Monday, January 8, 2007
More Marines bound for O'ahu, Guam
By William Cole
Advertiser Military Writer
The Marine presence on O'ahu could grow by about 1,000 as the service
reshuffles its forces in the Pacific and moves forward with plans to relocate 8,300
Marines from Okinawa to Guam by about 2014, Lt. Gen. John Goodman said.
The top Marine commander in the Pacific offered a straightforward explanation
for the move to Guam, which is precipitated by growing tensions and a
shortage of space on Okinawa.
"Why Guam? The answer is because I can't go to the Philippines," Goodman said
at a Chamber of Commerce of Hawai'i military partnership conference last
"If our alliance with the Philippines would allow us to go there, I would
move 8,000 Marines right now to Manila Bay," Goodman said.
In 1991, the Philippine Senate voted to reject a treaty allowing U.S. bases
in the country, but the government continues to welcome U.S. military aid and
Strategically, Malaysia, Indonesia and Taiwan also would be preferable for
the basing, but since such moves are not possible, Guam is as close as Goodman
can get to potential hot spots.
"I can take off from Guam in my helicopters or Okinawa with Marines on board
and I can be in the fight fast â within hours," the three-star general said.
Service commanders also emphasized the importance of Hawai'i as the Pacific
increasingly becomes a center of gravity for economic production, potential
terrorism, and military buildup by countries such as China.
At the same time, the United States is taking forces from Europe and South
Korea and pulling them back to the Mainland.
Lt. Gen. John M. Brown III, who heads U.S. Army, Pacific, at Fort Shafter,
said 85 percent of the Army will be based in the continental United States in
the next few years. Forces that are forward-based, like those in Hawai'i, become
critical to national military strategy, Brown said.
"Those forces have to be early and initial entry forces that can respond to
the combatant commander's requirements immediately while that big portion in
the Army back in the continental U.S. moves forward," Brown said.
The Army's Stryker brigade is a fast-strike unit that is designed to be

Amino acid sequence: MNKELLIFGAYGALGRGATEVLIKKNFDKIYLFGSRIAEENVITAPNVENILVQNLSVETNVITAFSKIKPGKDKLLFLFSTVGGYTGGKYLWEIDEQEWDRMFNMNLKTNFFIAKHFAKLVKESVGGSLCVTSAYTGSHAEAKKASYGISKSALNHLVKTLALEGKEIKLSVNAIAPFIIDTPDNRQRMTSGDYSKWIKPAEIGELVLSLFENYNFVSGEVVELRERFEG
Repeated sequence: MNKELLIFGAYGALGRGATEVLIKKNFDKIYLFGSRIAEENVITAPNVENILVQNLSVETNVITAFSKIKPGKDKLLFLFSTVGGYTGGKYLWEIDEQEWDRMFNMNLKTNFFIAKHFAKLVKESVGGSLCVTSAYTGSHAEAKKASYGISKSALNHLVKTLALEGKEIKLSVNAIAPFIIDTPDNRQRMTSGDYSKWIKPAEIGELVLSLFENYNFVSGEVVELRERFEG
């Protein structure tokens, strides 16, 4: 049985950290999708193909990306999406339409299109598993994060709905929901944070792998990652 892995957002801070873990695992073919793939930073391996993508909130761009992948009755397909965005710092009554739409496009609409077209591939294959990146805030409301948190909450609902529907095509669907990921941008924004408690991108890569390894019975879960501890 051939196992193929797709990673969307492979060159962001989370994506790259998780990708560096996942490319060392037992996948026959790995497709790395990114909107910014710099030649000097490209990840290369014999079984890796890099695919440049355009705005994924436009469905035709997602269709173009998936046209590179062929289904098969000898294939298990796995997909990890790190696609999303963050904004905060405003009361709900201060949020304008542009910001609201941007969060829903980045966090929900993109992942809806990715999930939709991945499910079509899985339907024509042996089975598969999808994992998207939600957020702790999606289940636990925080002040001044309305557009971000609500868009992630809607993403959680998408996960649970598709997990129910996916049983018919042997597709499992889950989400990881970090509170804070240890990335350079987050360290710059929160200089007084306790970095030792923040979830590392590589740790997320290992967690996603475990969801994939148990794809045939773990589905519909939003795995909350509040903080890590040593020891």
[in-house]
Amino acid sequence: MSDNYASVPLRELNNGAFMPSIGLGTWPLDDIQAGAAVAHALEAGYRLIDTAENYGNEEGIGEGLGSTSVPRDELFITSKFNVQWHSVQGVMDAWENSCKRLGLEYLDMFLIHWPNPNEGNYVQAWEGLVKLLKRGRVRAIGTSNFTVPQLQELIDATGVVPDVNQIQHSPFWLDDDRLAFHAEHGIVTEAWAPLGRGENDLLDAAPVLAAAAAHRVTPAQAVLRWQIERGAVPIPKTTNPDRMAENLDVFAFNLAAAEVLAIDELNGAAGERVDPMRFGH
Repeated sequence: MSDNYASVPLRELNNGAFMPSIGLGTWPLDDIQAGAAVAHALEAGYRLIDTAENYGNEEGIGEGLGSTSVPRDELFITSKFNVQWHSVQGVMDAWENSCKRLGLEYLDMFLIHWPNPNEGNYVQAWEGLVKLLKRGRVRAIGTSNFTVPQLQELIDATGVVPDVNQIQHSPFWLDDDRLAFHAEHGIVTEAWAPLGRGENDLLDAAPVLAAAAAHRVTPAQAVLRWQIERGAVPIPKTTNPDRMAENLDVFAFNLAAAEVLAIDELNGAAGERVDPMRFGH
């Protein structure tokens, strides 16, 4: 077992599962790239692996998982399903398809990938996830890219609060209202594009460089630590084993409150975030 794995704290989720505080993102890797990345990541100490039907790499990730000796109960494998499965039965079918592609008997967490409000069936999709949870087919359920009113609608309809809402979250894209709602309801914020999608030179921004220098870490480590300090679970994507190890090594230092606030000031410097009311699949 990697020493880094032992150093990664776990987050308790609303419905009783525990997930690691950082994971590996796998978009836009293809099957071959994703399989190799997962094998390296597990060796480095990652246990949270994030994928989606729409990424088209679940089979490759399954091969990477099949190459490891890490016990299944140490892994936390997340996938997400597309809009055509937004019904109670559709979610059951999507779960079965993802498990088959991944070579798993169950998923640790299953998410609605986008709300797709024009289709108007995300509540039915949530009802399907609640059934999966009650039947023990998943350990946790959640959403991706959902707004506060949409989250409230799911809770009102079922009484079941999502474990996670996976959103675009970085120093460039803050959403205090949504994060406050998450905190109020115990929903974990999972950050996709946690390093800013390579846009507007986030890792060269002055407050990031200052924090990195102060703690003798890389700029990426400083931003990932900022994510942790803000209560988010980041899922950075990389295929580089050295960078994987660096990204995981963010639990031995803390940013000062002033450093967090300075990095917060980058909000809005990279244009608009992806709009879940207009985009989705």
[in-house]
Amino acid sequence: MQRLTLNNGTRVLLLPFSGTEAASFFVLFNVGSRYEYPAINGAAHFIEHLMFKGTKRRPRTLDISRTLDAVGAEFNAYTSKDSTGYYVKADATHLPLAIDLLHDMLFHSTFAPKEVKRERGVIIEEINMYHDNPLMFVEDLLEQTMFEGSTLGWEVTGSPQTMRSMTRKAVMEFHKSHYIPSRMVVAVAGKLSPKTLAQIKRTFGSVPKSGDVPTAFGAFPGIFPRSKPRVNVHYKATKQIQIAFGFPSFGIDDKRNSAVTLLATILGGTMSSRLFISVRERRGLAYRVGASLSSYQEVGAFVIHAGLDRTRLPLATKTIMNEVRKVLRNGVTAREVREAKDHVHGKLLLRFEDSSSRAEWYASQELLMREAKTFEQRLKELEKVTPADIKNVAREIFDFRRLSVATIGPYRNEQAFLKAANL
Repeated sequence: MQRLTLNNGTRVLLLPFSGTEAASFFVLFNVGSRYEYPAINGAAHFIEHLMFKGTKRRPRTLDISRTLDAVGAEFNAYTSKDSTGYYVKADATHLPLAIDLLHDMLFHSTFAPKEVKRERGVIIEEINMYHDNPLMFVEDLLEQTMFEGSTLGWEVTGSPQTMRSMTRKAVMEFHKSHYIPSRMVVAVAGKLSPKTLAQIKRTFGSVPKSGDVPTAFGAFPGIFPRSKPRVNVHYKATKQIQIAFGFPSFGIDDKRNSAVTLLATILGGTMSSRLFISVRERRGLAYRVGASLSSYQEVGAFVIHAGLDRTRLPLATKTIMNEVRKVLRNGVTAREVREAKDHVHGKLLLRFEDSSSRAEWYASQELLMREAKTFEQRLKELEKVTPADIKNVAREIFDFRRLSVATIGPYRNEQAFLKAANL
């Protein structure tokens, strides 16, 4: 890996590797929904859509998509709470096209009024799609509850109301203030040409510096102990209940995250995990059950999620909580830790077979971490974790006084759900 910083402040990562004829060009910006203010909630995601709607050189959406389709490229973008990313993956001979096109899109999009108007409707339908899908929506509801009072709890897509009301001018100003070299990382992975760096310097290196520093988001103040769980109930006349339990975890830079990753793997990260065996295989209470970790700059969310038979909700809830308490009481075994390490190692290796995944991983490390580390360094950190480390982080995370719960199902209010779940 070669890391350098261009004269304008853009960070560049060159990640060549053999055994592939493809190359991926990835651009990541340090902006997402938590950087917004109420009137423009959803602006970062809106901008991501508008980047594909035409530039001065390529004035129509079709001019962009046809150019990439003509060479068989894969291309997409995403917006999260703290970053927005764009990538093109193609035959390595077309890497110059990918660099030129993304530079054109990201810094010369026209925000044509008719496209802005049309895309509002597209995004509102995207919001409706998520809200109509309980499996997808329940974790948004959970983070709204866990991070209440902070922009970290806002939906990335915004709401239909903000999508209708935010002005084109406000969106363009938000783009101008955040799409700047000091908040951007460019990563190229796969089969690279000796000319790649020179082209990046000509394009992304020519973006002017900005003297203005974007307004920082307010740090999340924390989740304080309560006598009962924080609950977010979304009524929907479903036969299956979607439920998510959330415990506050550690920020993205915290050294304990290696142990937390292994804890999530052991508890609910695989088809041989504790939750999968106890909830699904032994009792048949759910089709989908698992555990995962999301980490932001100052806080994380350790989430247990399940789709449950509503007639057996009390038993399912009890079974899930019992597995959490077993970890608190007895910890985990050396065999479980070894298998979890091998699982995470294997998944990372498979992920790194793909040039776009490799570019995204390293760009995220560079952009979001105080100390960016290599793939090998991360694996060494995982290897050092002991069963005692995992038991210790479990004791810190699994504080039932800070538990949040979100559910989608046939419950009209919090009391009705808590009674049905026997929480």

deployed within days.
Hawai'i also remains a command and control nerve center.
Goodman said Hawai'i's contingent of about 6,500 Marines could grow by 800 to
1,000 as part of possible command and control changes at Kane'ohe Bay.
Adm. Gary Roughead, who commands U.S. Pacific Fleet from Pearl Harbor, noted
that exercise Valiant Shield off Guam in June brought together three aircraft
carriers, more than 300 aircraft and other forces in the biggest U.S. Navy and
Air Force presence in the western Pacific since the Vietnam War.
The exercise was commanded from the Navy's Makalapa headquarters and Kenney
Headquarters at Hickam Air Force Base.
"But Hawai'i really enables it all from the Navy perspective," Roughead said.
"We do have the tyranny of distance, but with today's technology, we're now
commanding our forces in ways that were unheard of 10 to 15 years ago."
The Navy presence in the region is only going to grow with defense planning
expected to tip the balance of attack submarines from a 50/50 split in the
Pacific and Atlantic to 60 percent in the Pacific, Roughead said.
Some 22,000 Marines from Marine Forces Pacific drawn from California,
Hawai'i, Arizona, Okinawa and Mainland Japan are in Iraq and Afghanistan, and that
number probably will go up by another 3,000 to 4,000 over the course of the year
if anticipated orders are received, Goodman said.
Brown said excluding a troop level change expected to be made by the
president, 25,000 U.S. Army, Pacific, soldiers are expected to serve in Iraq and
Afghanistan this fiscal year, and in fiscal 2008 another 25,000 will be prepared to
deploy if called upon.
Reach William Cole at firstname.lastname@example.org.